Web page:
activities for visitors. Several pubs lie
within the slopes of the valley, with the
famous Gate Inn having been closed well
before the building of Thruscross reservoir
and the abandonment of West End village.
||Thruscross - 'The Stone House Inn'
Free House - *re-opened
1 April 2011 but not currently serving food*
as from 1 April 2011 but is not currently
serving food and is only open from 5pm Mon-Sat
and from 11am Sundays.
Stone House was originally an 18th century
built farm until in 1868 Jesse Peel (whose
brother John ran the nearby Gate Inn near to
the reservoir) was granted a licence and ran
the pub for forty five years.
The pub is
spartan inside but has been cleaned,
re-decorated and some necessary minor
alterations made. It still retains its austere
moorland character, situated as it is 900 feet
above sea level. A wonderful place to be sat
outside (if it's warm enough that is) when the
curlews are calling and gliding in Spring and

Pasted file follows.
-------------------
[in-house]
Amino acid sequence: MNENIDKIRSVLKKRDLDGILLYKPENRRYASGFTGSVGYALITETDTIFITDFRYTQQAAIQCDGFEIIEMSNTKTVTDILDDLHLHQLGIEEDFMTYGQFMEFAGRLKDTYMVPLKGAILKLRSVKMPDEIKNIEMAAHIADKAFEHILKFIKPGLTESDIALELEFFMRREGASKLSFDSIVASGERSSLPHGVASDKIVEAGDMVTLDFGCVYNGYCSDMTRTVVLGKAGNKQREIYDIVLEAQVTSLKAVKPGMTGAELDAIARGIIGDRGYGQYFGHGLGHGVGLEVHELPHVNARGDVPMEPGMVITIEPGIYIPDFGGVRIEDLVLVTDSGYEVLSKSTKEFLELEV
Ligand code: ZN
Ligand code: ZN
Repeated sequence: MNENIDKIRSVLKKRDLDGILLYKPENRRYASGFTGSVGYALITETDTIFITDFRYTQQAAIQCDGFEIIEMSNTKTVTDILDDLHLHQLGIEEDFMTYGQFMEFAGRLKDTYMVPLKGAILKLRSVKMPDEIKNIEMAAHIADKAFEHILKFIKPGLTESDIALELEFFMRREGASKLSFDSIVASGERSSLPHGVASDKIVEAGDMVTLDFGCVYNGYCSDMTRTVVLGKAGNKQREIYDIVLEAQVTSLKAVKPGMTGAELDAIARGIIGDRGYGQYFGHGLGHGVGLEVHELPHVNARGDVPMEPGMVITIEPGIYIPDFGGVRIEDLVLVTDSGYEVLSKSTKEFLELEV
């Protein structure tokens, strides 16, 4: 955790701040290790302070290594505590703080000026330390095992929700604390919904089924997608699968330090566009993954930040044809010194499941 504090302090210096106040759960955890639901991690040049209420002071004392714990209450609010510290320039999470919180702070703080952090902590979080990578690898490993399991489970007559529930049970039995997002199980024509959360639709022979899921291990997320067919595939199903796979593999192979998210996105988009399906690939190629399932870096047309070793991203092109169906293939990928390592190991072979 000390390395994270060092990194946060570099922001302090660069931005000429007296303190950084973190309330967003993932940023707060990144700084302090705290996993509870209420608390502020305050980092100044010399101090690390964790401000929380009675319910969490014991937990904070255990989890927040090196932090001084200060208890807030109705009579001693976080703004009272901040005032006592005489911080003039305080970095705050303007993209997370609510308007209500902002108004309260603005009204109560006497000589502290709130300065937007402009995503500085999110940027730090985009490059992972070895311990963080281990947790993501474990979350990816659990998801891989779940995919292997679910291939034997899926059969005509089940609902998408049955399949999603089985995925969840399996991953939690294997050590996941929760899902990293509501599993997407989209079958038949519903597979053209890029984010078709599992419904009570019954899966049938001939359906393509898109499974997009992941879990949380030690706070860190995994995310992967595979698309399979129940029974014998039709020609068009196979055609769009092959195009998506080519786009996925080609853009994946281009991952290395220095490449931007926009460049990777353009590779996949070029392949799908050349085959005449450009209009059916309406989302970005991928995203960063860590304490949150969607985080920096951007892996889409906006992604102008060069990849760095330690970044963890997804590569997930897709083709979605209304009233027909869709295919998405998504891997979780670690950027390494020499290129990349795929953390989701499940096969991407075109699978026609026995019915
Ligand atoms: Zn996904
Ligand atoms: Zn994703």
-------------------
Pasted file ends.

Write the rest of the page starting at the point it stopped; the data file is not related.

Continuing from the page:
summertime. Black Sheep Bitter
& Golden Sheep on draught.
Hopper Lane Hotel'
Enterprise Inns. *re-opened 27 May 2010* The
Hopper Lane re-opened following a £300,000
renovation and is geared mainly towards food
and accommodation but retains an accessible
public-bar. The photograph shows the Hopper
before it was re-furbished.
The Hopper Lane has had mixed fortunes over
the years and whether this renovation changes
things remains to be seen. It is situated on
the main and very busy A59 Harrogate-Skipton
road close to attractive Fewston reservoir.
However, the views from the front of the pub
of a dense wood and a closed garage cum car
scrapyard don't do the place any favours. If
it were just 1/4 of a mile further down the
road where the car park for this end of
Fewston reservoir now is, that would make a
big difference I'm sure, but it's not...
Tel. 01943 880191
One of the area's most well known pubs and
established as a pub for over 200 years. Draws
patrons from a wide area, particularly from
this side of urban West Yorkshire and situated